Beyond question design, another equally vital component in the HTAIT’s creation was consideration of the number of questions needed to reach an appropriate threshold for the results to be reasonably accepted as an accurate reflection of what the learner actually knows. Batterham and Atkinson8 caution against the assumption that a small number should be rejected at the risk of overlooking clinically useful information. With this construct in mind, a threshold of ten questions per HTAIT assessment module was chosen, maintaining an individual assessment that was easy to administer, particularly if it was to be given orally using a translator. In addition, ten questions allows each learning module to properly address the breadth and depth of clinical knowledge in each category, while including a variety of questions targeting an ever higher order of cognitive processing.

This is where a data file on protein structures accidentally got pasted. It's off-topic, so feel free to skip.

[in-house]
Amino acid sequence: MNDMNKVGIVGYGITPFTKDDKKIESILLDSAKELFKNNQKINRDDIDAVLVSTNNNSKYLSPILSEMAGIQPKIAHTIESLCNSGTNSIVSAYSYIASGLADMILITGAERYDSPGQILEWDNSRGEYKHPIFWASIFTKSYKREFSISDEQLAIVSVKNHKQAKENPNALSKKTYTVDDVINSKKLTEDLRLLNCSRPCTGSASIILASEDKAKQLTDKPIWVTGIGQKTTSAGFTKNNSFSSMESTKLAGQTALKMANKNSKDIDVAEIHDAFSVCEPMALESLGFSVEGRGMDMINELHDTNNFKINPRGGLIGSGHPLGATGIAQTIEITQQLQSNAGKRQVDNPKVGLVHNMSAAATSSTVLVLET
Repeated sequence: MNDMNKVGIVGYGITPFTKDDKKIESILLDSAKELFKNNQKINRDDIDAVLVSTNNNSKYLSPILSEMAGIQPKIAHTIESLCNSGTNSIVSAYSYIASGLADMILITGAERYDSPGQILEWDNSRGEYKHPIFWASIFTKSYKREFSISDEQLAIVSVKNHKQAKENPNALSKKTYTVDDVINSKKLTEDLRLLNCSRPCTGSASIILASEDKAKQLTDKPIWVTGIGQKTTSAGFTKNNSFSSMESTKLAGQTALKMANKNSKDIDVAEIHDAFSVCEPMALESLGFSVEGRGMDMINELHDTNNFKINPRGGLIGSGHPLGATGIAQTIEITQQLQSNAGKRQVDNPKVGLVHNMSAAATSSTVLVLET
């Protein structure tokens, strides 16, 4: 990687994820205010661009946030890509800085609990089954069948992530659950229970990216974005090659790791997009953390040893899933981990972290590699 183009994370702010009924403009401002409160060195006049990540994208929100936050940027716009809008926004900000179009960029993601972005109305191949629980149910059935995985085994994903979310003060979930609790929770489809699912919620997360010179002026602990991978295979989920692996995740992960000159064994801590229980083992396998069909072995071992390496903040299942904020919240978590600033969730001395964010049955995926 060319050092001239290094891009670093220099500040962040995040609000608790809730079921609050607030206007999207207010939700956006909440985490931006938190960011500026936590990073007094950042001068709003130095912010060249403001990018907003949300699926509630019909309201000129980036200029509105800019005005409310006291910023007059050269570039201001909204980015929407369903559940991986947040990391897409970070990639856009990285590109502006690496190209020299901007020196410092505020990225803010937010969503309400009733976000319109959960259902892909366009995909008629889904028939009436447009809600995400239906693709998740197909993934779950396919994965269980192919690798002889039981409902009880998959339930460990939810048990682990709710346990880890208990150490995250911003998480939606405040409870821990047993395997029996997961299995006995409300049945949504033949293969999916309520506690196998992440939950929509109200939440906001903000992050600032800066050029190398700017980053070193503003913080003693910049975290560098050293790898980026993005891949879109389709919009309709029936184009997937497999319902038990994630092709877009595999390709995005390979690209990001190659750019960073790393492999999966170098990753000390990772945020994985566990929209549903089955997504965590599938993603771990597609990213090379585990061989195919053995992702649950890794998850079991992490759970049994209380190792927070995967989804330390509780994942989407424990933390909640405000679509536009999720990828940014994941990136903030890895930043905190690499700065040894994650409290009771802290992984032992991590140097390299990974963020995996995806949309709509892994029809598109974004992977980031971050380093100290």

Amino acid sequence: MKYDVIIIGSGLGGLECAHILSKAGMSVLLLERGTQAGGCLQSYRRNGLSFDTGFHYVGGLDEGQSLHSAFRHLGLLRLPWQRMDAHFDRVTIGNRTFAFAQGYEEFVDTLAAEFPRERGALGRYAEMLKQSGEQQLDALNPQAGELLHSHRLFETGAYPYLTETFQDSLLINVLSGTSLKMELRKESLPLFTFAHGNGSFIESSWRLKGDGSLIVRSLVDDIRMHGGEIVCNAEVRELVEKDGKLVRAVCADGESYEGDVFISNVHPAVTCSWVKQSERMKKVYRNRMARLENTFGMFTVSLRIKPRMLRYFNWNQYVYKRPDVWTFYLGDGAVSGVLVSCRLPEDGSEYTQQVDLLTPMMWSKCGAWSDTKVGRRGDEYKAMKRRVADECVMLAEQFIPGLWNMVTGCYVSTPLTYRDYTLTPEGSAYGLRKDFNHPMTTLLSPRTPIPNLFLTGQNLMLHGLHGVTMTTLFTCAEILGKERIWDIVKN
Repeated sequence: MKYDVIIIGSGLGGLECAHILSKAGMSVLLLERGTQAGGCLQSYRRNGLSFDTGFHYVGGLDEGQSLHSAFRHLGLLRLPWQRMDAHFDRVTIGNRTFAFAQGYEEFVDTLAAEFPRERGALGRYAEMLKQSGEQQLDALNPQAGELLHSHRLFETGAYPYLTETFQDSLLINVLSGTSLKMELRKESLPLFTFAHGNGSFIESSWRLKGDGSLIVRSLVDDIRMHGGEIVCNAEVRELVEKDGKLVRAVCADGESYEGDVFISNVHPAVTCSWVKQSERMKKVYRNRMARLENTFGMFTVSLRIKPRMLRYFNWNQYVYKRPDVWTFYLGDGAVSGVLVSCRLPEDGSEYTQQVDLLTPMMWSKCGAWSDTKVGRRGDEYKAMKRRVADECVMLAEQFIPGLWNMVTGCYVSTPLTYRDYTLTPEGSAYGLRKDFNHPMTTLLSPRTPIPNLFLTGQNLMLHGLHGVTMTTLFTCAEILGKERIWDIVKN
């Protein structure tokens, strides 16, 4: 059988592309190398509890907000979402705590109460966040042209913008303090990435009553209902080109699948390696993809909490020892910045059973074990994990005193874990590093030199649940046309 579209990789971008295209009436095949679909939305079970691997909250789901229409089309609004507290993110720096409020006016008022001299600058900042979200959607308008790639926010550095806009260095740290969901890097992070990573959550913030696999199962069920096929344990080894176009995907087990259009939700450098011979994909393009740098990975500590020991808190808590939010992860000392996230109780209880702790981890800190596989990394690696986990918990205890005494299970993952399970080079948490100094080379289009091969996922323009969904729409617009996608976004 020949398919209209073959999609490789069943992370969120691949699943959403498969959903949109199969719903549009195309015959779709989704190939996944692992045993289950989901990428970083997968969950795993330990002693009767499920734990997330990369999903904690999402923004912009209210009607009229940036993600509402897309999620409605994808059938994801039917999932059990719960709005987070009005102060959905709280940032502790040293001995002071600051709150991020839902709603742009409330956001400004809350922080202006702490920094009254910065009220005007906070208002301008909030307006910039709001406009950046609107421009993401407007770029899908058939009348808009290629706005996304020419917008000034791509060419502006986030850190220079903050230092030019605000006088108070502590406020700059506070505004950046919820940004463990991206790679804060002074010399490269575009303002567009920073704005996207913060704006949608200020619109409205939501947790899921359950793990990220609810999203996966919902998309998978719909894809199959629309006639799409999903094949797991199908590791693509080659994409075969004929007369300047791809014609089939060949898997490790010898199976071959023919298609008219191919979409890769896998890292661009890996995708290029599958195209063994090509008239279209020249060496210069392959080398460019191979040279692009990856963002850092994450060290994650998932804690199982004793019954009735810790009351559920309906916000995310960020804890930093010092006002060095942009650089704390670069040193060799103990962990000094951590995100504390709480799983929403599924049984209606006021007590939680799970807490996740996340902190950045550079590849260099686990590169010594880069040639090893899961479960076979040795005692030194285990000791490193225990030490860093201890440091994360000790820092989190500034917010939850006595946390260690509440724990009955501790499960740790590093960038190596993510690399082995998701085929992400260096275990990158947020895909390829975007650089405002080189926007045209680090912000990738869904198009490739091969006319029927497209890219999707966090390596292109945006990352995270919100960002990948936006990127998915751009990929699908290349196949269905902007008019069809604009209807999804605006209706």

A combination of multiple-choice and yes/no questions were chosen for each HTAIT assessment module (see Appendix S1 in Online Supplementary Document(Online Supplementary Document)). This strategy is the most efficient use of time while specific word choice is able to glean valuable information regarding adjunct knowledge such as anatomy details or medical terminology. The number of correct answers in each HTAIT assessment module are added together to provide the overall score, with each question valued at 1, 3, or 5 points according to the instructor key. The total number of points in each assessment module corresponds to a learning level category on the scoring rubric. Each of these learning level categories are then used as a guide to focus the development of learning opportunities through specific suggestions listed on the scoring rubric.